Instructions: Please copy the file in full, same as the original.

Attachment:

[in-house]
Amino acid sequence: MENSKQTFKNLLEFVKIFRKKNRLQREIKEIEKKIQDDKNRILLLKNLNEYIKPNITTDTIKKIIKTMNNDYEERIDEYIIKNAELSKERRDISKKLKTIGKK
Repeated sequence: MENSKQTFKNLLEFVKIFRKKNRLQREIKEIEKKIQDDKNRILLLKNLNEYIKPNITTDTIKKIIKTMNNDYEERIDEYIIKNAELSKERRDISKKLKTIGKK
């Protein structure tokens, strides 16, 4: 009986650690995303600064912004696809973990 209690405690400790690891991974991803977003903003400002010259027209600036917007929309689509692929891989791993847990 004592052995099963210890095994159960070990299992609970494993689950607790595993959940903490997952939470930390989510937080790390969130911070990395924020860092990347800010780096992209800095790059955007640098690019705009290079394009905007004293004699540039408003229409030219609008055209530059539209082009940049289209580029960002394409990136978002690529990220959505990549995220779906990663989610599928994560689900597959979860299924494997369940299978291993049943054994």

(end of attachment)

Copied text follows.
[in-house]
Amino acid sequence: MENSKQTFKNLLEFVKIFRKKNRLQREIKEIEKKIQDDKNRILLLKNLNEYIKPNITTDTIKKIIKTMNNDYEERIDEYIIKNAELSKERRDISKKLKTIGKK
Repeated sequence: MENSKQTFKNLLEFVKIFRKKNRLQREIKEIEKKIQDDKNRILLLKNLNEYIKPNITTDTIKKIIKTMNNDYEERIDEYIIKNAELSKERRDISKKLKTIGKK
């Protein structure tokens, strides 16, 4: 009986650690995303600064912004696809973990 209690405690400790690891991974991803977003903003400002010259027209600036917007929309689509692929891989791993847990 004592052995099963210890095994159960070990299992609970494993689950607790595993959940903490997952939470930390989510937080790390969130911070990395924020860092990347800010780096992209800095790059955007640098690019705009290079394009905007004293004699540039408003229409030219609008055209530059539209082009940049289209580029960002394409990136978002690529990220959505990549995220779906990663989610599928994560689900597959979860299924494997369940299978291993049943054994």